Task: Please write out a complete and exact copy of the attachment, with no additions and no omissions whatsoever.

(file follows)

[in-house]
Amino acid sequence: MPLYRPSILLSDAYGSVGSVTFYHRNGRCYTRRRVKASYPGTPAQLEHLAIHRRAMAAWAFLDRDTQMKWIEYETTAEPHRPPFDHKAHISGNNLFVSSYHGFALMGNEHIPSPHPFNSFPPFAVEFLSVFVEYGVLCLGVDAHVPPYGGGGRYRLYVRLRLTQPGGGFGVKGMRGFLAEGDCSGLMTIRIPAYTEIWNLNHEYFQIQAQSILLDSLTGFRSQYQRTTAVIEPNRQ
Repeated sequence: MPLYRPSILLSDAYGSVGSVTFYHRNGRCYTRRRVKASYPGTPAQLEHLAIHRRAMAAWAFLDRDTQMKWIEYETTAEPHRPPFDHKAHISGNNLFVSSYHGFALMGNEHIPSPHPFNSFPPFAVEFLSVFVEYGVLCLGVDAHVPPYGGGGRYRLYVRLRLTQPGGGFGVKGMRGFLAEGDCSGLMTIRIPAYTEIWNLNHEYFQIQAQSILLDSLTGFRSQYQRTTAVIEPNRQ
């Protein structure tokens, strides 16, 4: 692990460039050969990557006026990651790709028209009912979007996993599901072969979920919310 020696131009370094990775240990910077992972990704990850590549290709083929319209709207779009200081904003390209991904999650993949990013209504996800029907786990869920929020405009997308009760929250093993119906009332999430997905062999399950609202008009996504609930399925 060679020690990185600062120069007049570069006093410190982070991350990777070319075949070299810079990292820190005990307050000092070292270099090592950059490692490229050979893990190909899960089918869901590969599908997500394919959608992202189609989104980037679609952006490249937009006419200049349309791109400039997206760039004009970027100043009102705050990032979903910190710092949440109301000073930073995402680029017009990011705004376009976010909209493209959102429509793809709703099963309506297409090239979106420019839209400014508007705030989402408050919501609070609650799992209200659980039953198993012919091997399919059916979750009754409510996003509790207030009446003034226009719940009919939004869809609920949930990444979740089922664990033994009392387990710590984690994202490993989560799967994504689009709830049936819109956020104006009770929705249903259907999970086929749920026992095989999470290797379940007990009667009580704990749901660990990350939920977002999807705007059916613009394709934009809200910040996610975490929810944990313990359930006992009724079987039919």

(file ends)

[in-house]
Amino acid sequence: MPLYRPSILLSDAYGSVGSVTFYHRNGRCYTRRRVKASYPGTPAQLEHLAIHRRAMAAWAFLDRDTQMKWIEYETTAEPHRPPFDHKAHISGNNLFVSSYHGFALMGNEHIPSPHPFNSFPPFAVEFLSVFVEYGVLCLGVDAHVPPYGGGGRYRLYVRLRLTQPGGGFGVKGMRGFLAEGDCSGLMTIRIPAYTEIWNLNHEYFQIQAQSILLDSLTGFRSQYQRTTAVIEPNRQ
Repeated sequence: MPLYRPSILLSDAYGSVGSVTFYHRNGRCYTRRRVKASYPGTPAQLEHLAIHRRAMAAWAFLDRDTQMKWIEYETTAEPHRPPFDHKAHISGNNLFVSSYHGFALMGNEHIPSPHPFNSFPPFAVEFLSVFVEYGVLCLGVDAHVPPYGGGGRYRLYVRLRLTQPGGGFGVKGMRGFLAEGDCSGLMTIRIPAYTEIWNLNHEYFQIQAQSILLDSLTGFRSQYQRTTAVIEPNRQ
């Protein structure tokens, strides 16, 4: 692990460039050969990557006026990651790709028209009912979007996993599901072969979920919310 020696131009370094990775240990910077992972990704990850590549290709083929319209709207779009200081904003390209991904999650993949990013209504996800029907786990869920929020405009997308009760929250093993119906009332999430997905062999399950609202008009996504609930399925 060679020690990185600062120069007049570069006093410190982070991350990777070319075949070299810079990292820190005990307050000092070292270099090592950059490692490229050979893990190909899960089918869901590969599908997500394919959608992202189609989104980037679609952006490249937009006419200049349309791109400039997206760039004009970027100043009102705050990032979903910190710092949440109301000073930073995402680029017009990011705004376009976010909209493209959102429509793809709703099963309506297409090239979106420019839209400014508007705030989402408050919501609070609650799992209200659980039953198993012919091997399919059916979750009754409510996003509790207030009446003034226009719940009919939004869809609920949930990444979740089922664990033994009392387990710590984690994202490993989560799967994504689009709830049936819109956020104006009770929705249903259907999970086929749920026992095989999470290797379940007990009667009580704990749901660990990350939920977002999807705007059916613009394709934009809200910040996610975490929810944990313990359930006992009724079987039919």